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Ajoy Mehta is new Maharashtra chief secy: Ex-BMC commissioner faces challenge of bailing state out of water crisis

Mumbai's former municipal commissioner Ajoy Mehta on Monday took over as Maharashtra's new chief secretary succeeding UPS Madan. In his first assignment as chief secretary, Mehta attended meetings convened by Chief Minister Devendra Fadnavis to review the drought situation in six districts of Maharashtra — Pune, Sangli, Satara, Amravati, Nagpur and Chandrapur.

And this is Mehta's biggest challenge now that his role has extended to the administration of the whole of Maharashtra — a state reeling under severe drought and water crisis for past few years. This year, the state government has already declared 151 out of 355 talukas as drought-hit. Meanwhile, the Centre has allocated Rs 4,714 crore for drought-relief measures, according to ANI.

Therefore, Mehta — a 1984-batch IAS officer — who did BTech from Banaras Hindu University and has previously served as the principal secretary of the environment department, has his task cut out for him. 

The current drought situation in Maharashtra is grimmer than faced by the state in 1972, as farmers in various districts have reportedly lost all their crop and are facing water shortage. Nationalist Congress Party (NCP) leader Sharad Pawar alleged that 95 percent of the farmers have not received the benefit of the central government's crop insurance scheme.

Fadnavis had directed district collectors to immediately start work under the Employment Guarantee Scheme (EGS) in drought-affected areas and submit compliance reports of this work. Reports say that the measures aren't enough to control the situation the state hadn't been adequately prepared for. 

 Ajoy Mehta is new Maharashtra chief secy: Ex-BMC commissioner faces challenge of bailing state out of water crisis

File image of Ajoy Mehta. Firstpost/Sachin Gokhale

Fadnavis, while appealing to farmers to participate in water conservation, also directed the immediate approval of desilting of tanks and ponds under the 'Gaalmukta Dharan-Gaalyukta Shivar' (silt-free dams and silt-filled farms) scheme, PTI reported.

However, it is not the Marathwada region which is solely affected by the crisis anymore, ‘water-abundant’ western Maharashtra too is feeling the impact of drought. Rapid depletion of water stocks in the 22 reservoirs which are part of the Bhima River basin in western Maharashtra and cater to Pune and Pimpri-Chinchwad belt's water supply, is a dangerous signal of the looming crisis.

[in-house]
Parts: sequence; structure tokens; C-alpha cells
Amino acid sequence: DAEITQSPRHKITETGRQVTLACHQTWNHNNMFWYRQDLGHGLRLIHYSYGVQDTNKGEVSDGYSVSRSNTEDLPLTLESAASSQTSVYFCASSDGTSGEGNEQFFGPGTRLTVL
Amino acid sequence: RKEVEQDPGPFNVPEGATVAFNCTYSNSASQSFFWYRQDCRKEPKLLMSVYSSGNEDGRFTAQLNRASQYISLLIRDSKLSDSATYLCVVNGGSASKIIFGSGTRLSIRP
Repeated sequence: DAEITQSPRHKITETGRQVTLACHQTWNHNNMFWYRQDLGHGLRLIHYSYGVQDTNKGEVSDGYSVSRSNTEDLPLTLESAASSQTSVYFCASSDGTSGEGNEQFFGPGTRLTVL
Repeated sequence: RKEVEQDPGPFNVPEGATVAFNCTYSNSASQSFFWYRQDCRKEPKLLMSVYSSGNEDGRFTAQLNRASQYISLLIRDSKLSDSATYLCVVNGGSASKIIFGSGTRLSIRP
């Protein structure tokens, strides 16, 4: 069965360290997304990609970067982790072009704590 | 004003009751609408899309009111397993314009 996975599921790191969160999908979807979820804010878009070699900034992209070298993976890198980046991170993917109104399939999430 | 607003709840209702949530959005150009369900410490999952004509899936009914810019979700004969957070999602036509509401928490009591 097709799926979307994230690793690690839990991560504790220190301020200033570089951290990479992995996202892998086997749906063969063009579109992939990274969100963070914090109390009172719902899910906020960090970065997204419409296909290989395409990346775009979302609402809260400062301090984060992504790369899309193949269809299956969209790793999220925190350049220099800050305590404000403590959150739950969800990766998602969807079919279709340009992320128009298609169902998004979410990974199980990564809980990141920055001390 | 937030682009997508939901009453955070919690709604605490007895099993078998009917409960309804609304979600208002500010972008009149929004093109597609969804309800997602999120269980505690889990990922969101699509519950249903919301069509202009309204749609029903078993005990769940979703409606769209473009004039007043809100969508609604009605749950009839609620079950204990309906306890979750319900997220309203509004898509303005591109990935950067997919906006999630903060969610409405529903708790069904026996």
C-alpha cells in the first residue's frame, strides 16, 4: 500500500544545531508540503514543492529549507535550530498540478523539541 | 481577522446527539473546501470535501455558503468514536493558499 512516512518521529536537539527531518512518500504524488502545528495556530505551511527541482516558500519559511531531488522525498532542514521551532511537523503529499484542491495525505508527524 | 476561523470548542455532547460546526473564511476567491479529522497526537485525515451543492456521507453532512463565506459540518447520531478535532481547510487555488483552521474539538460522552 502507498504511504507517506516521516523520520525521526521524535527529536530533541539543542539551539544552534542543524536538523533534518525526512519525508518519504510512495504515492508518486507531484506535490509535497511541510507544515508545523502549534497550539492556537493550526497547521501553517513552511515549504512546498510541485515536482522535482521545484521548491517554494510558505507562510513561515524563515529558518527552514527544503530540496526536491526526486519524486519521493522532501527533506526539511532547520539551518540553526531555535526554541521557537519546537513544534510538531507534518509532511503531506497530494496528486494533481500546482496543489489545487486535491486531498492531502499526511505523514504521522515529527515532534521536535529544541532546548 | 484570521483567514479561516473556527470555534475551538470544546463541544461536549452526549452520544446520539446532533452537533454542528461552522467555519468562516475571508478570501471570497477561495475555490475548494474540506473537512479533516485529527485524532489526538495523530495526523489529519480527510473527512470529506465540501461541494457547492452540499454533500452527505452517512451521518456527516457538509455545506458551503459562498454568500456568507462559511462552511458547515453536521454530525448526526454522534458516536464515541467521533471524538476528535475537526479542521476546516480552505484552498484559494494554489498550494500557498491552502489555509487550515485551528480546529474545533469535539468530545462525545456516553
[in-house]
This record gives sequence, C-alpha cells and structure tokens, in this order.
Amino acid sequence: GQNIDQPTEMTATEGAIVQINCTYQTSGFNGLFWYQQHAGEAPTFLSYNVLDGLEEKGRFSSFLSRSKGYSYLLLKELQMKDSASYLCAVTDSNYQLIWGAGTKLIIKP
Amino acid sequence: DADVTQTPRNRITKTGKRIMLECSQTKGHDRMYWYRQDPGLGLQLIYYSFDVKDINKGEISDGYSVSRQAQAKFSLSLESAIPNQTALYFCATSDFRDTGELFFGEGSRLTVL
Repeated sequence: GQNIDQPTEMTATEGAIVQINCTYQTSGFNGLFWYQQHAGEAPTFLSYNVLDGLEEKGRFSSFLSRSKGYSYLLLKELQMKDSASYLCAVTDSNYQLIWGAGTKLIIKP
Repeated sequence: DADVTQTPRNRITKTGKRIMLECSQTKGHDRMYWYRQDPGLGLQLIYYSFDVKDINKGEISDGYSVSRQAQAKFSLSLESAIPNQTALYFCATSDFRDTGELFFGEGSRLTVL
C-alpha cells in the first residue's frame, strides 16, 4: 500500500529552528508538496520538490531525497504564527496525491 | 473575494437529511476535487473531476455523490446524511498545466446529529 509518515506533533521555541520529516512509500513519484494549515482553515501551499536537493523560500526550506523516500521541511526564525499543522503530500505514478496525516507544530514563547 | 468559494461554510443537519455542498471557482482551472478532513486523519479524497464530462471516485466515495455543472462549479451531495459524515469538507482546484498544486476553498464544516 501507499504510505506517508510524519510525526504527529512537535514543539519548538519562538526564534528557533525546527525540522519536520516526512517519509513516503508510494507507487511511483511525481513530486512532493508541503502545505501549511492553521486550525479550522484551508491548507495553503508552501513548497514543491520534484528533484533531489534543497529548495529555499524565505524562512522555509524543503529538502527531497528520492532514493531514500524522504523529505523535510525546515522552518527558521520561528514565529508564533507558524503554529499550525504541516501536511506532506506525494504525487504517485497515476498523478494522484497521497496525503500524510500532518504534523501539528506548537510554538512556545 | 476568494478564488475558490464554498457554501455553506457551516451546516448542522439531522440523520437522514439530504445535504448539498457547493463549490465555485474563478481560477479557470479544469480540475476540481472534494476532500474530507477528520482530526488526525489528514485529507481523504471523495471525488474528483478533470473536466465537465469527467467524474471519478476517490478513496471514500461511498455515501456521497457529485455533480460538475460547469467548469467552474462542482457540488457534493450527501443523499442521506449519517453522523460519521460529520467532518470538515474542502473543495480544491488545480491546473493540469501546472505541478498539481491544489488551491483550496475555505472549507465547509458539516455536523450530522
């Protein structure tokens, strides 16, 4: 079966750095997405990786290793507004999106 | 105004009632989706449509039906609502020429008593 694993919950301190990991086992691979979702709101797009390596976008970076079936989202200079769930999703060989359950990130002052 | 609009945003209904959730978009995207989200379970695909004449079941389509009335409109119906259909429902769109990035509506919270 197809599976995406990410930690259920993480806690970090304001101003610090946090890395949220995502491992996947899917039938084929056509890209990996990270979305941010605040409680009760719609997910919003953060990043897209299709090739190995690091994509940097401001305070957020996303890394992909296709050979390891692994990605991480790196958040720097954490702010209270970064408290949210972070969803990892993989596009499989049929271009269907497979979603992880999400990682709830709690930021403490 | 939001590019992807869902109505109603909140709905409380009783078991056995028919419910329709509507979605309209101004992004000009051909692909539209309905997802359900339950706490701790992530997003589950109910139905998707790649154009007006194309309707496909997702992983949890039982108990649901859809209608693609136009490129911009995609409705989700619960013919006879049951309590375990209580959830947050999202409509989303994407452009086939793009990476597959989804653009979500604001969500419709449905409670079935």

At least five of these reservoirs including Dimbhe and Temghar have zero storage presently, while the total water stock in seven other reservoirs is less than 10 percent of their capacity, The Hindu reported. Pune, the report said, has barely 18 percent water stock available this year, compared to 38 percent during this season in 2018. And with water levels of the Pavana reservoir also reducing to 26 percent from 31 percent earlier, concerns have been raised on the sustainability of these resources.

The State Water Resources Department data on 3 May showed that 3,267 major, medium and minor dams across the have just 18.51 percent live storage compared to 29.95 percent on the same date in 2018. Nearly 4,774 water tankers have been deployed across the state compared to 937 the previous year, The Hindu Business Line noted in its report.

Even the groundwater table has plummeted sharply in several villages including those under the Beed district. According to Times Now, the situation has affected as many as 21,000 villages across the state where people are now being forced to depend on water tankers for everyday needs.

Moreover, many districts in the state, including the entire Marathwada region, are also staring at a severe rainfall deficit. Private weather forecasters such as Skymet have predicted a “below normal” monsoon this year. The state government has announced a few relief measures in anticipation of the same, but farmers are worried for fodder to feed their cattle, for which the state government is yet to do anything substantial. A few farmers groups also worry that, in such a situation, the soyabean crop primarily cultivated in Maharashtra is poised for a total collapse.

In fact, all major crops, including maize, cotton, citrus lemon, pulses and groundnuts will suffer due to poor rainfall and, an estimated 82 lakh farmers are set to be affected by the drought.

Focusing on natural water resources would also not yield much for the parched state as the seven lakes from where the capital city of Mumbai receives water — Bhatsa, Tulsi, Vihar, Middle Vaitarna, Modak Sagar , Tansa and Upper Vairtarna — currently hold 3.74 lakh million litres of water, a figure which was as high as  5.59 lakh million litres just last year (in 2018). According to The Times of India's report which quotes civic officials, the Bhatsa lake, which supplies maximum water to Mumbai, has only 26 percent of consumable water left.

Mehta, meanwhile, in an interview with DNA, had recalled that during his tenure between 1992 and 1995 as the Ahmednagar district collector he had extensively carried out drought mitigation work. And even as Mehta is the third chief secretary the state has seen in 13 months, citizens of the state are eagerly looking to him to deliver on the administrative promises and bail the state out of the large-looming agricultural and water crisis.

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Updated Date: May 14, 2019 16:42:21 IST